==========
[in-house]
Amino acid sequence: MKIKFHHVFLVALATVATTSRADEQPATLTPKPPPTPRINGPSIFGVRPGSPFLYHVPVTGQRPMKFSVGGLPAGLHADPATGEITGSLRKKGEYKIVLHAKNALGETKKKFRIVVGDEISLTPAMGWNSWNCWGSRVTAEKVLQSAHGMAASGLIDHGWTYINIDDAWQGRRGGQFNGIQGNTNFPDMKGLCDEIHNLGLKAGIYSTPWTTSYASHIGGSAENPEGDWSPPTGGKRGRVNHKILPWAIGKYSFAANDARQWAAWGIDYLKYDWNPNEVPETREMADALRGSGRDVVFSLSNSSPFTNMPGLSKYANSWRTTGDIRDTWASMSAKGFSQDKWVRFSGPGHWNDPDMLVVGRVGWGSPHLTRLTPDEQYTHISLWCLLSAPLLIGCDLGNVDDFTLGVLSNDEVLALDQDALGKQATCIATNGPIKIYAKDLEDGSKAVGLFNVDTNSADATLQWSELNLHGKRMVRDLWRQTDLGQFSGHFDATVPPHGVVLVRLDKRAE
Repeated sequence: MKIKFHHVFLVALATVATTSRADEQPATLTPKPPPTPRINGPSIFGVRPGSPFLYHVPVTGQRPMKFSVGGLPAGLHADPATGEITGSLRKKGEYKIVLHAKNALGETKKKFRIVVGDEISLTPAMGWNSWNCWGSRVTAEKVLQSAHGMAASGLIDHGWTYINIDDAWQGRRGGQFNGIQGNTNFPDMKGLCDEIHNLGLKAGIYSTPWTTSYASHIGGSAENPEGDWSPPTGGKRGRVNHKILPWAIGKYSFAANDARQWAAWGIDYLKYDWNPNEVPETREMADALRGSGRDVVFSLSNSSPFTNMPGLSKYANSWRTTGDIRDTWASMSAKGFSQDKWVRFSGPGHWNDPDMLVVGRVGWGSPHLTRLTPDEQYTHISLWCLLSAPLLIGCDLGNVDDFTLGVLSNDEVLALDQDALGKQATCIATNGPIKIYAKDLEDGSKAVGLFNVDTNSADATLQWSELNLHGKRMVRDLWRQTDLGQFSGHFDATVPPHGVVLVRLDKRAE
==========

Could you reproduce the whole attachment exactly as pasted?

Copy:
[in-house]
Amino acid sequence: MKIKFHHVFLVALATVATTSRADEQPATLTPKPPPTPRINGPSIFGVRPGSPFLYHVPVTGQRPMKFSVGGLPAGLHADPATGEITGSLRKKGEYKIVLHAKNALGETKKKFRIVVGDEISLTPAMGWNSWNCWGSRVTAEKVLQSAHGMAASGLIDHGWTYINIDDAWQGRRGGQFNGIQGNTNFPDMKGLCDEIHNLGLKAGIYSTPWTTSYASHIGGSAENPEGDWSPPTGGKRGRVNHKILPWAIGKYSFAANDARQWAAWGIDYLKYDWNPNEVPETREMADALRGSGRDVVFSLSNSSPFTNMPGLSKYANSWRTTGDIRDTWASMSAKGFSQDKWVRFSGPGHWNDPDMLVVGRVGWGSPHLTRLTPDEQYTHISLWCLLSAPLLIGCDLGNVDDFTLGVLSNDEVLALDQDALGKQATCIATNGPIKIYAKDLEDGSKAVGLFNVDTNSADATLQWSELNLHGKRMVRDLWRQTDLGQFSGHFDATVPPHGVVLVRLDKRAE
Repeated sequence: MKIKFHHVFLVALATVATTSRADEQPATLTPKPPPTPRINGPSIFGVRPGSPFLYHVPVTGQRPMKFSVGGLPAGLHADPATGEITGSLRKKGEYKIVLHAKNALGETKKKFRIVVGDEISLTPAMGWNSWNCWGSRVTAEKVLQSAHGMAASGLIDHGWTYINIDDAWQGRRGGQFNGIQGNTNFPDMKGLCDEIHNLGLKAGIYSTPWTTSYASHIGGSAENPEGDWSPPTGGKRGRVNHKILPWAIGKYSFAANDARQWAAWGIDYLKYDWNPNEVPETREMADALRGSGRDVVFSLSNSSPFTNMPGLSKYANSWRTTGDIRDTWASMSAKGFSQDKWVRFSGPGHWNDPDMLVVGRVGWGSPHLTRLTPDEQYTHISLWCLLSAPLLIGCDLGNVDDFTLGVLSNDEVLALDQDALGKQATCIATNGPIKIYAKDLEDGSKAVGLFNVDTNSADATLQWSELNLHGKRMVRDLWRQTDLGQFSGHFDATVPPHGVVLVRLDKRAE